Ottawa’s delay of harp seal count unacceptable: FISH-NL

FOR IMMEDIATE RELEASE Friday, Nov. 30th, 2018

The Federation of Independent Sea Harvesters of Newfoundland and Labrador (FISH-NL) says a delay by Fisheries and Oceans in carrying out a count of the harp seal population is unacceptable.  

 

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Further, Ottawa’s failure to adopt an ecosystem approach to fisheries management — which would include the massive impact of harp seals — undermines its commitment to rebuilding East Coast fish stocks. 

“The federal government seems to be purposely downplaying the impact of harp seals at the continued peril of Newfoundland and Labrador’s commercial fisheries,” says Ryan Cleary, President of FISH-NL.

A full assessment of harp seals in the Northwest Atlantic — including the latest population estimate — had been slated for this fall, but has been rescheduled for the fall of 2019 when the National Marine Mammal Peer Review Committee is expected to meet.

The last complete assessment of harp seals was carried out in 2012 when the population was estimated at 7.4 million — almost six times what it was in the 1970s. It’s widely believed the harp seal population is higher today.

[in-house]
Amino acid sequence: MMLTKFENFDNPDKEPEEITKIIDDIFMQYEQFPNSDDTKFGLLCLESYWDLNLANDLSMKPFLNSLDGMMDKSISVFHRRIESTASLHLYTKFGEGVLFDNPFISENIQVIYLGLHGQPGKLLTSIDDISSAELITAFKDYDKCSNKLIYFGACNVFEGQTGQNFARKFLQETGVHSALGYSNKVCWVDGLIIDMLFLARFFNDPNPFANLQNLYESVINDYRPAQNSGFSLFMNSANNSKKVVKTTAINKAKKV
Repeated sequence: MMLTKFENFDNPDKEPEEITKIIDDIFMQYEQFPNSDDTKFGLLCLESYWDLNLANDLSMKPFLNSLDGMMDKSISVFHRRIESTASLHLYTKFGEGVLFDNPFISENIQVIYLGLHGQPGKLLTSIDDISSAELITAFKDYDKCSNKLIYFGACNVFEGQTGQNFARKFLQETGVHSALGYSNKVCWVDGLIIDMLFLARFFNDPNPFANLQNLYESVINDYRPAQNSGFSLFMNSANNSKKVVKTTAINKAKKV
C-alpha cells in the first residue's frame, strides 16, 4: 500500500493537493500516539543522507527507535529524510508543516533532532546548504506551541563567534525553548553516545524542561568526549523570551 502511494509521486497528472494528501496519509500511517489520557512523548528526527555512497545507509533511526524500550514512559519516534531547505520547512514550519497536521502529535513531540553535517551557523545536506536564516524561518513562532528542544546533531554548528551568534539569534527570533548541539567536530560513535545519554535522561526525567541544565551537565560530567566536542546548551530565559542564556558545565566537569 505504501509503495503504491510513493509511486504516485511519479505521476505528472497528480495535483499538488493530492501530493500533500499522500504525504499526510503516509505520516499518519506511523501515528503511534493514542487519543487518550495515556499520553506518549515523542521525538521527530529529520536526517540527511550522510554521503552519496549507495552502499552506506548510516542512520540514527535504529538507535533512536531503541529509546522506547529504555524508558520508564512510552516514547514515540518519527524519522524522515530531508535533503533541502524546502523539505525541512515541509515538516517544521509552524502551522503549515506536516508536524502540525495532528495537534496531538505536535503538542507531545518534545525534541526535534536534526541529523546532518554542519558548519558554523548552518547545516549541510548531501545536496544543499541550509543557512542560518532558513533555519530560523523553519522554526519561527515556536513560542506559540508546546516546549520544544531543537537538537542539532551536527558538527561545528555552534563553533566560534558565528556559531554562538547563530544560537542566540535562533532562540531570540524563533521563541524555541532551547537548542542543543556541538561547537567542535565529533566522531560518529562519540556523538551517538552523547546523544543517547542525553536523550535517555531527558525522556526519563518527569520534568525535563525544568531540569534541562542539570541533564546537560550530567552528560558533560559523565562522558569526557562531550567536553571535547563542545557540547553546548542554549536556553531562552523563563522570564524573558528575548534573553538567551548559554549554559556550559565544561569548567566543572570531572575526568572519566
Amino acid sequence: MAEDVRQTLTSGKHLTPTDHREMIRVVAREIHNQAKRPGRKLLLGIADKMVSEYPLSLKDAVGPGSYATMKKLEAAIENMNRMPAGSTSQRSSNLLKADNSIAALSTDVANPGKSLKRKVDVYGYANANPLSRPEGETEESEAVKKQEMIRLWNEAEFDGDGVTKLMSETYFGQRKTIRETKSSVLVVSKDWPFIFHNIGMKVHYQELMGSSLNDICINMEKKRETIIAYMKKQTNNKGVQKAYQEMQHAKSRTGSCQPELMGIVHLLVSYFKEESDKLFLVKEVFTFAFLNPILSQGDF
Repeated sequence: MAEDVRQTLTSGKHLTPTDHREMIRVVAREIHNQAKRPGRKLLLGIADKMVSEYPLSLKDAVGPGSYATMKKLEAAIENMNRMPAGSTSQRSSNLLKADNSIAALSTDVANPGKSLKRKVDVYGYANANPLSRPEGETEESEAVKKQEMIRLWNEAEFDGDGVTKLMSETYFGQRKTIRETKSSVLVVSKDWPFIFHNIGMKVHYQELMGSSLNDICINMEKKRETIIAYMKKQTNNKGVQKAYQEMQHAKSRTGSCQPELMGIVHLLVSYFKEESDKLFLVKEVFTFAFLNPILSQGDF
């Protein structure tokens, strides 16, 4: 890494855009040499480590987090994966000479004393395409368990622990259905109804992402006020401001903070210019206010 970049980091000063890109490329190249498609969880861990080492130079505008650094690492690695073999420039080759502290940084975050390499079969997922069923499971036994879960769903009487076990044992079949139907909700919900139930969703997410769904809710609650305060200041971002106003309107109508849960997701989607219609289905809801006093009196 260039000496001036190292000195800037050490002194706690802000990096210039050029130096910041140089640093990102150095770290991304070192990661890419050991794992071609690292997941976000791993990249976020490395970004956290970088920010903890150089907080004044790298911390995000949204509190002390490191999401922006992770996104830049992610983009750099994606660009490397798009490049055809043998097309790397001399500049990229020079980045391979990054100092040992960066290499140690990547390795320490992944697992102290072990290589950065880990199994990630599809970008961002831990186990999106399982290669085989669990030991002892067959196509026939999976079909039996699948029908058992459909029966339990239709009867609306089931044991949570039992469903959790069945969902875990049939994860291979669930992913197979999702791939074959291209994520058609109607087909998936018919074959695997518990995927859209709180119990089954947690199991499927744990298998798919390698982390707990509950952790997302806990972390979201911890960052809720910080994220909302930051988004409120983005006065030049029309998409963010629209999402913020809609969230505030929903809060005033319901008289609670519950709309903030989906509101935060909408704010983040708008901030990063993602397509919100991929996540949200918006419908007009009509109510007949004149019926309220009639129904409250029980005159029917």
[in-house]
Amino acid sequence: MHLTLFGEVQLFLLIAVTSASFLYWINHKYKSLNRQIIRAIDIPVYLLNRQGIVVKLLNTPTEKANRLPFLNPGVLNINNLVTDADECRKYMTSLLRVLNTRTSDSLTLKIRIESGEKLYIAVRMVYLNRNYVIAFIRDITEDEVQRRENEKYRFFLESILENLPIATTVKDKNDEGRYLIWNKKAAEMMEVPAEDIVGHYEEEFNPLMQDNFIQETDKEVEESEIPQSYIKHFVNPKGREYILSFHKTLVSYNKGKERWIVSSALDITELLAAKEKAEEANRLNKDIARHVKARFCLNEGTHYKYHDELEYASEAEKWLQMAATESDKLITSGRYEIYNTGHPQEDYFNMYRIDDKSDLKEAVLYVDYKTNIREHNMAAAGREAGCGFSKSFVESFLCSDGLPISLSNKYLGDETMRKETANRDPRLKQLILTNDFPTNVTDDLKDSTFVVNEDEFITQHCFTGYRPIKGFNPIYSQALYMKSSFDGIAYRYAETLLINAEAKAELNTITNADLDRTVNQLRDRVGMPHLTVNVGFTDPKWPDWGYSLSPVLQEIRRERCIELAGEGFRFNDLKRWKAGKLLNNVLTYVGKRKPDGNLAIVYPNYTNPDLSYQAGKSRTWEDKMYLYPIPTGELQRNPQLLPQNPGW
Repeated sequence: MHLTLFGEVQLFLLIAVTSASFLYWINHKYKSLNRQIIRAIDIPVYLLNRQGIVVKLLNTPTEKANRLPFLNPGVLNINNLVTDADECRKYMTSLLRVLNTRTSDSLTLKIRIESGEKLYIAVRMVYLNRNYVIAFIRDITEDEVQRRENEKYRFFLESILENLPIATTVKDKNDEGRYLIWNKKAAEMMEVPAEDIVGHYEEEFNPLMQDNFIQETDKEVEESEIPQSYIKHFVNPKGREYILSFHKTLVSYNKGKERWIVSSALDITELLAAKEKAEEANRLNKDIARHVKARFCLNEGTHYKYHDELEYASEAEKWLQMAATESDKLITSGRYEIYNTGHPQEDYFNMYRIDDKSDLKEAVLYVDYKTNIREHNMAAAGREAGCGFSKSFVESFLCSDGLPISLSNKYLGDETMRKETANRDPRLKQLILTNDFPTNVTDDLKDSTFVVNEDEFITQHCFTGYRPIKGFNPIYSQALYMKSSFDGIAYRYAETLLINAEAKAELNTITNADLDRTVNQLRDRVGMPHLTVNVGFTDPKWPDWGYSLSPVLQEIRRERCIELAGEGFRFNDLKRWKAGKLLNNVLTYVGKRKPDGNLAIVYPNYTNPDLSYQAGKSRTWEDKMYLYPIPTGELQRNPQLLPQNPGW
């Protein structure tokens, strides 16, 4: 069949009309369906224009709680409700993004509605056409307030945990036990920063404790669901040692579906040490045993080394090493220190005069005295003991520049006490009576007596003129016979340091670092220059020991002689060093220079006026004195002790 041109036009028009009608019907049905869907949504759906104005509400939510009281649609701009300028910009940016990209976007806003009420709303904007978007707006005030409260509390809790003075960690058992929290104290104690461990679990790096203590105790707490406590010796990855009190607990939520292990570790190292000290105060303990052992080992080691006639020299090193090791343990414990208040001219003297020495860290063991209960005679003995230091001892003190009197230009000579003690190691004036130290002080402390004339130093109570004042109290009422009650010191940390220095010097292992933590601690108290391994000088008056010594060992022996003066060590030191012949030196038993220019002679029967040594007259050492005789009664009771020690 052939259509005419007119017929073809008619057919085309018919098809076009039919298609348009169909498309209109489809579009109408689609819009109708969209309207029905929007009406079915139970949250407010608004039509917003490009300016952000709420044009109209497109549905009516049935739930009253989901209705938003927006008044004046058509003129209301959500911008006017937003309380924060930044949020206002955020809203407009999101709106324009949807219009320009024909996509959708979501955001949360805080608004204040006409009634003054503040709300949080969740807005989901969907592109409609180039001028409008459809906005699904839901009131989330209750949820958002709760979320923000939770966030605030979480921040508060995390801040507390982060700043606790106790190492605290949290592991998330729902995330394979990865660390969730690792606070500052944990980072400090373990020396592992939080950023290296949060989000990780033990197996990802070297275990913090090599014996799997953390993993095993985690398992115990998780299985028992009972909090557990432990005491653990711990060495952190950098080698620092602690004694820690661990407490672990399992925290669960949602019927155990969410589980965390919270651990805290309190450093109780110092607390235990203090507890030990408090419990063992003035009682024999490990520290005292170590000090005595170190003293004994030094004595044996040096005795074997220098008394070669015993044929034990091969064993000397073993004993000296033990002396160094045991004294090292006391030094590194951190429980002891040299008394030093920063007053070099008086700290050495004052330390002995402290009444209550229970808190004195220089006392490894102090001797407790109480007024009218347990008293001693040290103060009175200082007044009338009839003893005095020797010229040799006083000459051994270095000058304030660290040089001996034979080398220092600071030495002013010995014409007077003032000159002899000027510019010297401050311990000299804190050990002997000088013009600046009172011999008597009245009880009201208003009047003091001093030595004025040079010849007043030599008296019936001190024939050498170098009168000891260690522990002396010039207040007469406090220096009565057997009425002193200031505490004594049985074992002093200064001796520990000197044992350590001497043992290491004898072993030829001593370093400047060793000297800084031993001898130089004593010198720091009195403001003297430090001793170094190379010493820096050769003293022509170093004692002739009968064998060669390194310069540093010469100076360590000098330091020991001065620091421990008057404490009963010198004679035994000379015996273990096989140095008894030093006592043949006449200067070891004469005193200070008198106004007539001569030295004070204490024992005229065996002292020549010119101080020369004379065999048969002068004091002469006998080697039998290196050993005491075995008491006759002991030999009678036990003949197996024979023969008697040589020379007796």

The impact of harp seals on East Coast fish stocks is enormous. In 2017, the entire NL fishery, inshore and offshore, landed just under 200,000 tonnes of all species — representing 1.6% of the estimated 12.5 million tonnes consumed by 7.4 million harps. 

At the same time, seal predation isn’t factored into scientific assessments for stocks such as crab and shrimp. DFO scientists acknowledge that a proposed new management strategy for snow crab — the so-called Precautionary Approach — doesn’t factor in the impact of harp seals or seismic activity related to oil and gas exploration. 

Harps seals feed on cod, caplin, crab and shrimp, the commercial quotas for which are all down, with Atlantic salmon at an all-time low.

Groups in British Columbia have called for a cull of the estimated 110,000 harbour seals off that province for the impact they’re having on Pacific salmon stocks. 

Meantime, while DFO’s website states that harp seals found off eastern Newfoundland and Labrador are not a “significant factor” in the lack of cod recovery to date, the same site states that the estimated 505,000 grey seals in the Gulf of St. Lawrence are a “major factor” limiting cod recovery in the southern Gulf. 

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